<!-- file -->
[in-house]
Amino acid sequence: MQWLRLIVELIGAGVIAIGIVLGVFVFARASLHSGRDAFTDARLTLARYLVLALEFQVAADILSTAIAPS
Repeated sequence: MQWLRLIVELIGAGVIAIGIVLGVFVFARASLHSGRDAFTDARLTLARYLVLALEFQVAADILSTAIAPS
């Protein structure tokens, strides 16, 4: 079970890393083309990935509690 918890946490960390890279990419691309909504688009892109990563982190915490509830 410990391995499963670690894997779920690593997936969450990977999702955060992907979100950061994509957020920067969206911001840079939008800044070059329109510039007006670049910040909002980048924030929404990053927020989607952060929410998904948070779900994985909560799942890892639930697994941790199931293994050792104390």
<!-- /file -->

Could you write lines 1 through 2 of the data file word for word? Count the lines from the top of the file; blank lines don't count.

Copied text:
[in-house]
Amino acid sequence: MQWLRLIVELIGAGVIAIGIVLGVFVFARASLHSGRDAFTDARLTLARYLVLALEFQVAADILSTAIAPS